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Tunnel Discovered Leads to Underground Headquarters of Knights Templar

Ian Harvey
Templar tunnel
Templar tunnel

A tunnel has been discovered beneath the city of Acre in Israel which experts believe was used by the Knights Templar and could well indeed be how they transported and stored their treasure.

In the Middle Ages, when the Catholic Church was a major power player on the world stage, The Knights Templar had a huge role in helping the church retain its position. The Knights Templar were a group of warrior monks, who were tasked with the mission of protecting European visitors who came to visit holy sites in Israel, as well as functioning as the church’s military arm. They were headquartered first in Jerusalem, then in Acre, Israel and were considered mysterious and powerful. They were also known to have a great deal of wealth.

The Templars have figured heavily into many different legends and conspiracy theories and have been featured in fictional works like the Da Vinci Code and Indiana Jones. They fought for God, gold, and glory as crusaders trying to maintain a Christian foothold in the Middle East.

The city of Acre is where the order ultimately fell, in the final years of the 13th century, leaving behind their compound which has long since fallen to ruin. However, a recent report in the British publication the Independent said that archaeologists have discovered a series of underground tunnels which the militant order may have used to move their wealth to their “treasure tower”.

Acre Israel

Aerial view of the city of Acre in Israel. Photo by Itamar Grinberg CC by 2.0

The tunnels led to the remains of the Templar’s headquarters and are around 800 years old.

Dr. Albert Lin, an American Archaeologist, talked about the find as part of a new documentary from National Geographic. His team used LIDAR (similar to Radar) to search the area where the headquarters were believed to have stood. The LIDAR helped them build a 3-D map of the ruins, and it revealed both the tunnels and a small guardhouse buried beneath modern Acre.

Templar tunnel Acre

Templar tunnel in the old city of Acre, Israel. Photo by Oren Rozen CC by 4.0

The ruins of the Templar headquarters and the treasure tower are buried deep underground and haven’t been excavated as yet, since no one knows if the Templar’s treasure is actually there, but the tunnels wind their way below the streets, giving the Templars a way to secretly move their gold from the city’s port to the tower.

Templar tunnel

Tunnel used by the Knights Templar. Photo by Ricardo Tulio Gandelman CC by 2.0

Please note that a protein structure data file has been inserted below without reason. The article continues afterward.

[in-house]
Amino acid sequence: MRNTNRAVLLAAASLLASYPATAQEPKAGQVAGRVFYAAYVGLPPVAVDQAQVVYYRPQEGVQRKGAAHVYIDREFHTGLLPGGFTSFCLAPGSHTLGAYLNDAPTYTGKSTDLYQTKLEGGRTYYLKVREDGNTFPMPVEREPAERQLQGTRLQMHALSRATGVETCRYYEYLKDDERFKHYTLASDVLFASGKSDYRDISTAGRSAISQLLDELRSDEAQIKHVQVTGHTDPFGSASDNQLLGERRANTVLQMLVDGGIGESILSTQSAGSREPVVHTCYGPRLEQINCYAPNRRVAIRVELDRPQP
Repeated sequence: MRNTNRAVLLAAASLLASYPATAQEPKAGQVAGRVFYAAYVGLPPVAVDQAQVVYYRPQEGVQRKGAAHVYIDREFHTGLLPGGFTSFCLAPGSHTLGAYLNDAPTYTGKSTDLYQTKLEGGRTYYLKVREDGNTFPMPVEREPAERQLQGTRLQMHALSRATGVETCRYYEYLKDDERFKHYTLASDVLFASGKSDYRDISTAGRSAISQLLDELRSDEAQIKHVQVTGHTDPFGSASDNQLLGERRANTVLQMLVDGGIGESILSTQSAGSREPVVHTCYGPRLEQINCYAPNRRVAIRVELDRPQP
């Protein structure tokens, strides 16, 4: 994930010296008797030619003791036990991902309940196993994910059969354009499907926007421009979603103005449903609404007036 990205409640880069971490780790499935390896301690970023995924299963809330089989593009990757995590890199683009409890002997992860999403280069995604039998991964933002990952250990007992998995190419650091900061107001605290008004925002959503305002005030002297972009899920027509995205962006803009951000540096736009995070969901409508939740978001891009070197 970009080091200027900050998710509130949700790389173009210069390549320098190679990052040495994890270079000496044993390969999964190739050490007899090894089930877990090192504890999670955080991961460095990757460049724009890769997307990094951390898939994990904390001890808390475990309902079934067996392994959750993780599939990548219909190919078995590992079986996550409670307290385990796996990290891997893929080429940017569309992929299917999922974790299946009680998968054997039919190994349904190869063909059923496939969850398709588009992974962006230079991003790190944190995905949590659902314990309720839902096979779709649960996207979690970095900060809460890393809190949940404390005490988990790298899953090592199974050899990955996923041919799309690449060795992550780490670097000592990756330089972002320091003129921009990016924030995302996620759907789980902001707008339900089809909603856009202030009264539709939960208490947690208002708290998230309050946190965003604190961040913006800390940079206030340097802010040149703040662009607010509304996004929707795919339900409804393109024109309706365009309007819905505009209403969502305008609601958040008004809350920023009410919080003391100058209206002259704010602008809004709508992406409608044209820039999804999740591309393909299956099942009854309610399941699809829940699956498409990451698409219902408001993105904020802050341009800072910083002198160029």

The Knights Templar’s history in the Middle East spans about 300 years, encompassing some nine Crusades. The order was established in 1119 and received papal recognition a decade later. The Templars were founded when a group of seven knights made a vow to protect Christian pilgrims in the Holy Land, and it began as a monastic brotherhood, with its members living together as part of a closed community in Jerusalem.

The king of Jerusalem gave the order his palace, which used to be commonly known as the Temple of Solomon, giving the new order it’s full name, the Order of the Knights of the Temple of Solomon, which was shortened over time to the Templars.

Knights templar

1870 depiction of the Knights Templar

Over the years, the Templars received all manner of donations from Christians who believed that theirs was a worthy cause. Those donations were sometimes money but also included things like land, food, equipment, and horses. That, mixed with assets gained as spoils of war and wise investments, led the order to become very wealthy. They even ended up effectively becoming bankers, since their communities were seen as safe places for rulers to store their own wealth, and the knights also loaned money to various heads of state.

Unfortunately, but perhaps unsurprisingly, over the centuries the Templars stuck to their mission, but support from European states began to wane as the upper levels of European nobility began both to feel threatened by their wealth and power, and also to feel disinclined to repay the loans they had received from the warrior monks.

They were accused of abusing the privileges they received as part of the church as well as of corruption and greed. By the end of the 13th century and the early part of the 14th, between the loss of the Crusader states in the Levant (a part of the kingdom of Jerusalem) and the general demonization of the Order, the organization essentially collapsed. Pope Clement V ordered the arrest of all Templars in Western Europe and the seizure of all their property. By 1312, the Order a whole was disbanded; the remaining Knights were pensioned off and forbidden from joining another order.

Related Article: Rabbit Hole on Farm Leads to Mysterious Network of Knights Templar Caves

Despite the Order’s dissolution, some people still believe that not all of the Templar’s secrets have been discovered, including the secret of where they kept all the wealth they were supposed to have. Lin’s discovery of this Knights Templar tunnel may be the beginning of finally answering some of those questions.